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In an interview published Monday, the Euphoria actor spoke to British GQ as part of their “Men of the Year” issue, breaking down his whirlwind year and rapid rise to Hollywood stardom. As part of the discussion, he reflects on his past and possible future in performance, revealing a few of the kinds of jobs he’s, at present, avoiding.
The actor, who currently stars in Sofia Coppola’s Priscilla, shares that he’s “not particularly” Interested in superhero roles.
“I’ve always been told to say a rounded answer or my agent will get mad at me. ‘Anything can happen!’” he says, according to the magazine, with “false cheer.”
“And obviously anything can happen, but at this stage in my life, I don’t see myself having any interest in that,” he continued. “I like to make what I would watch, and I get very restless watching those movies.”
Elordi reveals he has already passed on reading for one of those roles — Superman — while discussing whether there was a part in his library of darker characters that felt like a step too far for him. “That was immediately, ‘No, thank you.’ That’s too much. That’s too dark for me,” the actor says of the Superman part.
In terms of moving on from roles he’s already done, Elordi pointed to his break-out project, Netflix’s The Kissing Booth trilogy. The magazine likens taking the role to the kind of part an actor might do when really in need of work or if they’re looking for a less substantive franchise role that performs well but might not be as fulfilling from an artistic standpoint. In the case of The Kissing Booth, the Saltburn star says, “Those movies are ridiculous. They’re not universal. They’re an escape.”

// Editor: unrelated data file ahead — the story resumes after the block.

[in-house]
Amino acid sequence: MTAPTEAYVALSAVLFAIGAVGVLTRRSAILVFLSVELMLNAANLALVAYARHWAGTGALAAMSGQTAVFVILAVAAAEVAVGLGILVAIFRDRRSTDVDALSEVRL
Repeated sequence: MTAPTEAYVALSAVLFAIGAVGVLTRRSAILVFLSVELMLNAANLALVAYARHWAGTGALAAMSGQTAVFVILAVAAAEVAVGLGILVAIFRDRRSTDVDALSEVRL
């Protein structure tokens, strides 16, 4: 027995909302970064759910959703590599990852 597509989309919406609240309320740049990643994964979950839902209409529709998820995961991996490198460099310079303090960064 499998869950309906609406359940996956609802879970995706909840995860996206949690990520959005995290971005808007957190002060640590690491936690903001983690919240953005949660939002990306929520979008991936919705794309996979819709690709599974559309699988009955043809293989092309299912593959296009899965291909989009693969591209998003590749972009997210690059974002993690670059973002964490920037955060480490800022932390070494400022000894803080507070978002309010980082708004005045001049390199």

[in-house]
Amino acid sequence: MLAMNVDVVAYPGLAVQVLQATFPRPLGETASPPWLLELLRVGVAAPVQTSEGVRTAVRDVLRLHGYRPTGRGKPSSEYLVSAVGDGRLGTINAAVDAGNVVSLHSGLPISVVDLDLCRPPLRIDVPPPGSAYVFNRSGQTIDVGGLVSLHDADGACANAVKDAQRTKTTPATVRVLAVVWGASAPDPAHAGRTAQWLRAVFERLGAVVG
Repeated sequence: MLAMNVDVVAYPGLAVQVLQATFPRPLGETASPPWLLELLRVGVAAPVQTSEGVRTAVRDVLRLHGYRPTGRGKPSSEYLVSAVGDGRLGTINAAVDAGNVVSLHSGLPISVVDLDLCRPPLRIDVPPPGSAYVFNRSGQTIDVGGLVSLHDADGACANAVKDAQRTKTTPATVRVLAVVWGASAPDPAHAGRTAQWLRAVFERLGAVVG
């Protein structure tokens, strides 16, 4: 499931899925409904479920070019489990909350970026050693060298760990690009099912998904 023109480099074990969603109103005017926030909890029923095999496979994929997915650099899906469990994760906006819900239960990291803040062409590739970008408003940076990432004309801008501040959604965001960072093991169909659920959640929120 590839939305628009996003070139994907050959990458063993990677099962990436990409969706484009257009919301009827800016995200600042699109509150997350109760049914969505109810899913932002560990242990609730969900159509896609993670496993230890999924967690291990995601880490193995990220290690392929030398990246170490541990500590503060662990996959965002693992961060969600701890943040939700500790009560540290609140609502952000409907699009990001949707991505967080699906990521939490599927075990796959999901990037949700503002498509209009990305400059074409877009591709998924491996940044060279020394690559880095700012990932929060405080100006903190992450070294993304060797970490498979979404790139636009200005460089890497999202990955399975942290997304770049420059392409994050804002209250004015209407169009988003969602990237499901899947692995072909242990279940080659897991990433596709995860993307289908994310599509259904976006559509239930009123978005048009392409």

For him, they’re part of the “one for them, one for me” approach that can ensnare some actors on their way to stardom. “That one’s a trap as well. Because it can become 15 for them, none for you,” he tells the magazine. “You have no original ideas, and you’re dead inside. So it’s a fine dance.”
“My ‘one for them,’ I’ve done it,” he concludes.
While those are Elordi’s current feelings, during the interview, the actor admits he wasn’t always comfortable offering up his thoughts with journalists, afraid that an answer in one moment could lead to little grace for his answers to evolve or change in another.
“I’m wary of having any kind of absolute. I almost feel like, for me, I change every single step I take,” he says. “That’s why I really, really, really don’t like interviews, because you set something in stone as an absolute.”